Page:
Earlier this year, National Institute for Early Education Research ranked Alabama’s First Class Pre-K program as the top state-funded prekindergarten program in the United States for the 14th year in a row – and it’s no accident. The state has targeted some of the poorest counties in the state – especially those in the Black Belt. And according to the latest in a series of issue briefs on the region from the University of Alabama’s Education Policy Center, these strategies have worked.
“Alabama’s First-Class Pre-K program is a shining success,” said Stephen Katsinas, director of the Education Policy Center and one of the brief’s authors. “[There have been] good policies by our legislative leadership and Governor Ivey to provide the stable, sustained funding so strong programs can make a difference. Stable, sustainable funding is critical to closing achievement gaps.”
The latest entry to Black Belt 2020, a partnership between the Education Policy Center and AL.com, examines pre-K across Alabama and specifically in the 24 counties that make up the Black Belt, as defined by the center.
First Class Pre-K is Alabama’s public, voluntary pre-kindergarten program for four-year-olds. It’s expanded rapidly in the last few years, from around 5,000 students in 2013 to more than 21,000 last year, according to the Alabama Department of Early Childhood Education. The program has also more than tripled its number of certified classrooms, while still seeing results.
“The outcomes for children who receive First Class Pre-K services are numerous,” Pamela Truelove-Walker, assistant director of Alabama’s Office of School Readiness, said in a media availability on the issue Monday. “[They] have increased school readiness skills. That’s seen across reading scores, math scores, social-emotional development.”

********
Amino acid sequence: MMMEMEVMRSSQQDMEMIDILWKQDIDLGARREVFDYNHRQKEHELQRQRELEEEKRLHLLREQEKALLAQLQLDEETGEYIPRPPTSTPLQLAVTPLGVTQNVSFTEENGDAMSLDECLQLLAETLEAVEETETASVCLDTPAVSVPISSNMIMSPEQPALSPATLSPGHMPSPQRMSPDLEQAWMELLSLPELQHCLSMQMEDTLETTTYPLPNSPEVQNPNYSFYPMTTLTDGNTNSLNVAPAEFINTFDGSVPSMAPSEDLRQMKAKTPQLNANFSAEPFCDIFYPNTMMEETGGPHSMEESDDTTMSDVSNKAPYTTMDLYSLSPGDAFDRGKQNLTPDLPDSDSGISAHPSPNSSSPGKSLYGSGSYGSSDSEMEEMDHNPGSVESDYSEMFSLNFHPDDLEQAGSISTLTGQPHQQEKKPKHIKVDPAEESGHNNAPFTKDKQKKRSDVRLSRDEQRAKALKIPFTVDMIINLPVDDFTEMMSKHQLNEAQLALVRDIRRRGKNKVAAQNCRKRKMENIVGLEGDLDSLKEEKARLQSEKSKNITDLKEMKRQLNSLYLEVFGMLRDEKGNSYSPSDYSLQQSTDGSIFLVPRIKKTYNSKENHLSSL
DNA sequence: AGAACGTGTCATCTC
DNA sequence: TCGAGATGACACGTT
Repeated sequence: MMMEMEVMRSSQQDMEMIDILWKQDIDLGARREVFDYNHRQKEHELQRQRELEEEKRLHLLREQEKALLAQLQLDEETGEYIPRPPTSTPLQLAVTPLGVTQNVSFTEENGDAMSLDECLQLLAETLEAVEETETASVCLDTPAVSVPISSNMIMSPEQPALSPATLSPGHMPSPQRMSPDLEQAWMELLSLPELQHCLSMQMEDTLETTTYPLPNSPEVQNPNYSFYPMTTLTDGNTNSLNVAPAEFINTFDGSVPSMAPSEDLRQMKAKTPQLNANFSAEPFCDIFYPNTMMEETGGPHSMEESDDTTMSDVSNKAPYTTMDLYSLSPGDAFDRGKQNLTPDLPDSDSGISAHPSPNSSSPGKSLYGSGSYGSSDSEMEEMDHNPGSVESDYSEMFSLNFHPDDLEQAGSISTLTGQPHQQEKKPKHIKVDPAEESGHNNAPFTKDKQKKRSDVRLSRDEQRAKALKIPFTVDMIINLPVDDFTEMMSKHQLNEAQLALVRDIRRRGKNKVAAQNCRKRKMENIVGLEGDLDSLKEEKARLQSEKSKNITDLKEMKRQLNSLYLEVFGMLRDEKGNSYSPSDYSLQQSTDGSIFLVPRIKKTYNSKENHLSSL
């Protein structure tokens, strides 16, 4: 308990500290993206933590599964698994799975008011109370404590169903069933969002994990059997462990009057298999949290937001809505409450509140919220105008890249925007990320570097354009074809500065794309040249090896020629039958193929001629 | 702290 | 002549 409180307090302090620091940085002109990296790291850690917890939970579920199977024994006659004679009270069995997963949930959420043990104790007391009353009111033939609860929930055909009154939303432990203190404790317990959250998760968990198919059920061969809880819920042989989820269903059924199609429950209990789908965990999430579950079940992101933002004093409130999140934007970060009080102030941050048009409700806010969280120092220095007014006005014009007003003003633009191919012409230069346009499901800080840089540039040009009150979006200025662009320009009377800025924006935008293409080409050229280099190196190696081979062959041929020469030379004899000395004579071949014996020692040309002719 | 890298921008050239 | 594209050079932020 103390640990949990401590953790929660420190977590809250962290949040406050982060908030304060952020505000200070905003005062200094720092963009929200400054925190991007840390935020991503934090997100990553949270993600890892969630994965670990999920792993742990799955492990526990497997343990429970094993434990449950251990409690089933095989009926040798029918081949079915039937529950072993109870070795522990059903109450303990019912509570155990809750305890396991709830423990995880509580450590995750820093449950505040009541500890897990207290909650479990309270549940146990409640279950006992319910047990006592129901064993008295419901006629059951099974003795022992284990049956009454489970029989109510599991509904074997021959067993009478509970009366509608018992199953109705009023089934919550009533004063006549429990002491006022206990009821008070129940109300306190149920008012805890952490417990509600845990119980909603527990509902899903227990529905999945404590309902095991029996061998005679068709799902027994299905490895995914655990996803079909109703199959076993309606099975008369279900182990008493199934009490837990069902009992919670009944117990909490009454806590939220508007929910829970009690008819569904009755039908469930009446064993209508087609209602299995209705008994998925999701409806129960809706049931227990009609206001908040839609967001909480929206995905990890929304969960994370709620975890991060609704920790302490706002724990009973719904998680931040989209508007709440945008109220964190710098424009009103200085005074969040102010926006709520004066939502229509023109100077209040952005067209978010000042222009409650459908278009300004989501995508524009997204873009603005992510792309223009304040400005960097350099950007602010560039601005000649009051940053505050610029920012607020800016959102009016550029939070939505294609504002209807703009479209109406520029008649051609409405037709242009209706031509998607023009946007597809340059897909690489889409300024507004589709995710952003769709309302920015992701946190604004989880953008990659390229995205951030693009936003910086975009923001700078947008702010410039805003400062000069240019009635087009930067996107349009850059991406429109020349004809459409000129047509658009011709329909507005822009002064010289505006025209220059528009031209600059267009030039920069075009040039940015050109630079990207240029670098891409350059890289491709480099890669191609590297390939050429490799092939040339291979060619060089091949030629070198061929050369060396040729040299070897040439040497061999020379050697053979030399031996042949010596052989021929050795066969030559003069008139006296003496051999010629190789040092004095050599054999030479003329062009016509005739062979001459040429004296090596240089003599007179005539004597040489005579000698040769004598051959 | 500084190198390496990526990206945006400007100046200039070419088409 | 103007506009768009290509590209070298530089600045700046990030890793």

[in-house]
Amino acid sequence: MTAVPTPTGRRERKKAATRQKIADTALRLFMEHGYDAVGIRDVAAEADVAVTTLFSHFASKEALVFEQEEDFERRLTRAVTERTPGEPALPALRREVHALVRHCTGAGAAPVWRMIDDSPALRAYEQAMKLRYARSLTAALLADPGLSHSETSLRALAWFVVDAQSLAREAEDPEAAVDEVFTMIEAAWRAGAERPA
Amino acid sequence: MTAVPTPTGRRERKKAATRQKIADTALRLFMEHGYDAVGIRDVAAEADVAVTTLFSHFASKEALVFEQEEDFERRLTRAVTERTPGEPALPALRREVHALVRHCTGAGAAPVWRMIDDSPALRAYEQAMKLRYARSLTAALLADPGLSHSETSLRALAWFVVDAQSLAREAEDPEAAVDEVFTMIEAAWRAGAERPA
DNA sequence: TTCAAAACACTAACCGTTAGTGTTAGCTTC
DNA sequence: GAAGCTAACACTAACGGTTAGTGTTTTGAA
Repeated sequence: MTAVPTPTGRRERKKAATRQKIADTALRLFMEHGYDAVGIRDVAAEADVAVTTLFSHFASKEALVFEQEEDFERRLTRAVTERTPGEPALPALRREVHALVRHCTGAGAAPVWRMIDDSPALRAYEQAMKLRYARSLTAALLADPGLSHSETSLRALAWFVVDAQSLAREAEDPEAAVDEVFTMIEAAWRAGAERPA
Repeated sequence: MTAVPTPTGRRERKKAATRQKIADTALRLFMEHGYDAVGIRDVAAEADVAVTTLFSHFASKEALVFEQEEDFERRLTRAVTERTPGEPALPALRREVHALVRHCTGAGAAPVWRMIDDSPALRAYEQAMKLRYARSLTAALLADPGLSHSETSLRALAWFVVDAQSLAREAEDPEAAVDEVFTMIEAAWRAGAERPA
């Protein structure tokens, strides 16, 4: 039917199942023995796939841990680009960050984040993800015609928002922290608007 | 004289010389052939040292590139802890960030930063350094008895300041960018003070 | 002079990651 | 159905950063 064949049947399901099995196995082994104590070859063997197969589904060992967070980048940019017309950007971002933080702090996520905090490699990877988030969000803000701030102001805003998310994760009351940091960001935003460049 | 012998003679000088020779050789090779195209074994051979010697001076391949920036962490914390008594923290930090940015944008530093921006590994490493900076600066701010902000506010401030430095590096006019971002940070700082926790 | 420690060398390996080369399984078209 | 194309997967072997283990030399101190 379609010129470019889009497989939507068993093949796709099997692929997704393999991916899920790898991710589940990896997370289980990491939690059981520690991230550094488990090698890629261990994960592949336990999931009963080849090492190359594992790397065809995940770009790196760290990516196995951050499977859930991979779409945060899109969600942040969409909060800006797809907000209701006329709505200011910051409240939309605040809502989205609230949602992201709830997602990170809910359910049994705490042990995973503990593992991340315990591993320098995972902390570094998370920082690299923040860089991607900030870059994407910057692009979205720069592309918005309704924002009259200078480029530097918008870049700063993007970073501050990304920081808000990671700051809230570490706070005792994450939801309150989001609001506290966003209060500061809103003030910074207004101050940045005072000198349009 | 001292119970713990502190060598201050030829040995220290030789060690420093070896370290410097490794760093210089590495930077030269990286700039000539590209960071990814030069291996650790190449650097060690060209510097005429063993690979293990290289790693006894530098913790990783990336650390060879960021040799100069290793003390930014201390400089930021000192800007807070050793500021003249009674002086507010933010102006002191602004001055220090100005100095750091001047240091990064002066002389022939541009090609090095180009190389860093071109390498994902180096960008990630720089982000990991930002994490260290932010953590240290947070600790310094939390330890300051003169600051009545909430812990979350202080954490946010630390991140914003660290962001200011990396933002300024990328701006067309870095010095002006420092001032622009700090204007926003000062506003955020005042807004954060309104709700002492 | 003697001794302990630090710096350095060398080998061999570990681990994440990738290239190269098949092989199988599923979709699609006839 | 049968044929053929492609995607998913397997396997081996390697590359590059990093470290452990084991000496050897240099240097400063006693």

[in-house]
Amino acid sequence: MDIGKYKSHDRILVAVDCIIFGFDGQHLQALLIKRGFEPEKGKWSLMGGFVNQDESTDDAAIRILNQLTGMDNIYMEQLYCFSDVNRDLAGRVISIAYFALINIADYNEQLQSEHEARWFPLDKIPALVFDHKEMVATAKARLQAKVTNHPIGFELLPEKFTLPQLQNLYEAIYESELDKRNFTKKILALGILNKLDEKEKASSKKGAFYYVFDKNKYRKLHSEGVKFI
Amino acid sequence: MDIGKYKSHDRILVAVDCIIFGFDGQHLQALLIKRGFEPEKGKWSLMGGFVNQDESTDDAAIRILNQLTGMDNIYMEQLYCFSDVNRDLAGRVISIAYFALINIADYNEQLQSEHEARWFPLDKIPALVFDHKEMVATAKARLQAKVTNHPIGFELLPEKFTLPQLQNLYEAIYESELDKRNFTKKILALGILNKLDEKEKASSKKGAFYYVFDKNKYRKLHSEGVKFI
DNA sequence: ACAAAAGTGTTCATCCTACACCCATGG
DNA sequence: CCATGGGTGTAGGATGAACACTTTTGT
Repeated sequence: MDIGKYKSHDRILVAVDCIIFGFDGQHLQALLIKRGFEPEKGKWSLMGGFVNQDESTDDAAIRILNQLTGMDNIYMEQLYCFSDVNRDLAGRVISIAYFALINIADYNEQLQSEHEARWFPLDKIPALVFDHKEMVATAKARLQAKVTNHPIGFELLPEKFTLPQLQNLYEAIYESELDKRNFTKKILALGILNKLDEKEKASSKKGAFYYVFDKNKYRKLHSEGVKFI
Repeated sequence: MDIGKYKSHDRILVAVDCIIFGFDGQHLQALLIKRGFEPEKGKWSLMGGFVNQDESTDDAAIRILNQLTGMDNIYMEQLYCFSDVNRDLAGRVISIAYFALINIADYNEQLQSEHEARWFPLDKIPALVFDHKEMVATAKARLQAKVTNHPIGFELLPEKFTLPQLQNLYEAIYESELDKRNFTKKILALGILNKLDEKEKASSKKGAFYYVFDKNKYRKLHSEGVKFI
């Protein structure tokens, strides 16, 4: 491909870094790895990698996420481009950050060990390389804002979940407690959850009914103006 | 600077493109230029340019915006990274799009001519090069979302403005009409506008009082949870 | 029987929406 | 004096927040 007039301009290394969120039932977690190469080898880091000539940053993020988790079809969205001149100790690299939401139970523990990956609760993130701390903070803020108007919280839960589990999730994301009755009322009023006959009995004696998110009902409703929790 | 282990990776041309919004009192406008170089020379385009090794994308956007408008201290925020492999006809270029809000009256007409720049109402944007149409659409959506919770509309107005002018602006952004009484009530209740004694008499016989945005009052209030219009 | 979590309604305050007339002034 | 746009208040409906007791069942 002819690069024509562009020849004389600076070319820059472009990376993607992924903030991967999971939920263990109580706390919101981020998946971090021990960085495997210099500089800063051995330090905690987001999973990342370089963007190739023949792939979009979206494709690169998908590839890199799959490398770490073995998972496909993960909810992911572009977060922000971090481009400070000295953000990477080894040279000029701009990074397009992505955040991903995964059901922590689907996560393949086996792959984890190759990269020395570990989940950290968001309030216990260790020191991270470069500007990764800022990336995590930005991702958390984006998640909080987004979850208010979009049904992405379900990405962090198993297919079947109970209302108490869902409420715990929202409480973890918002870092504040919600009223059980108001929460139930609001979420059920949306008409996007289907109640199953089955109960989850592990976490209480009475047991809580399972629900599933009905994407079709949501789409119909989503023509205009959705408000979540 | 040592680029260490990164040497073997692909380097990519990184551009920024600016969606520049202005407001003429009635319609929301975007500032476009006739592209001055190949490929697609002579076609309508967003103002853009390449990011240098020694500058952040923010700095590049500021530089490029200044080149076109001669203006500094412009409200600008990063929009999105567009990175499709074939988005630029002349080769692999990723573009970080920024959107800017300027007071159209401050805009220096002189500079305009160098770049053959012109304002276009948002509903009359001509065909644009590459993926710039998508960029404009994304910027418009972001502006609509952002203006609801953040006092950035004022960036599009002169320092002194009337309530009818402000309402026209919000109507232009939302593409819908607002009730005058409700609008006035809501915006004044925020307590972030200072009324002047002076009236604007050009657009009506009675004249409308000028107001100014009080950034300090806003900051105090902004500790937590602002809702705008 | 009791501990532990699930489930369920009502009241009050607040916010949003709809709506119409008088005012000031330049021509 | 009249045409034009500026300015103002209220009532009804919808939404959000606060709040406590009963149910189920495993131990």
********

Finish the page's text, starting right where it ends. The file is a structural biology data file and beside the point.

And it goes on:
The Education Policy Center’s latest brief, authored by Katsinas, Hunter Whann, Noel Keeney, and Emily Jacobs, shows testing scores across a number of key areas, from language and literacy to mathematics, increased from an average of 45 percent in students entering the program, to around 90 percent upon leaving.
But these students tend to enjoy benefits outside of testing, too. According to the brief, First Class students have lower absentee rates, need less special education and are held back a grade less often than students who didn’t attend First Class Pre-K.
Pre-K Access in the Black Belt
The success of the program has led to an increase in funding, with Gov. Ivey’s office announcing its largest ever single-year funding increase, “which expanded pre-K access to more than 38 percent of four year olds in the state.” And in many areas – including many Black Belt counties, that number is even higher.
“A lot of Black Belt counties actually have very high access,” said Whann, one of the authors of the brief. Just four of the 24 Black Belt counties studied by the Education Policy Center had less access than the state average.
“When this program was started, and particularly when Gov. Ivey came in, a big part of the emphasis was specifically to start with the Black Belt,” Katsinas said. “I would suggest these data show that that has been a successful approach.”
Barbara Cooper, secretary of the Alabama Department of Early Childhood Education, also said the focus on the Black Belt was intentional.
“We’ve been able to really see these types of gains in the Black Belt communities because the Department has been so purposeful about making sure we’re serving our most vulnerable populations,” she said. “When the program was started, from its very inception, we knew that there were some counties, and some students that we needed to really focus our resources around. So we did target the Black Belt counties.”
And that’s important for a region that’s struggling with school enrollment, unemployment, labor force participation and population loss, all big, interconnected issues that will need long-term, strategic planning to overcome – like the state has done with pre-K.
“[Pre-K] is a bright spot for the state,” Whann said. “A lot of progress has been made, but as always, there’s more progress to be made.”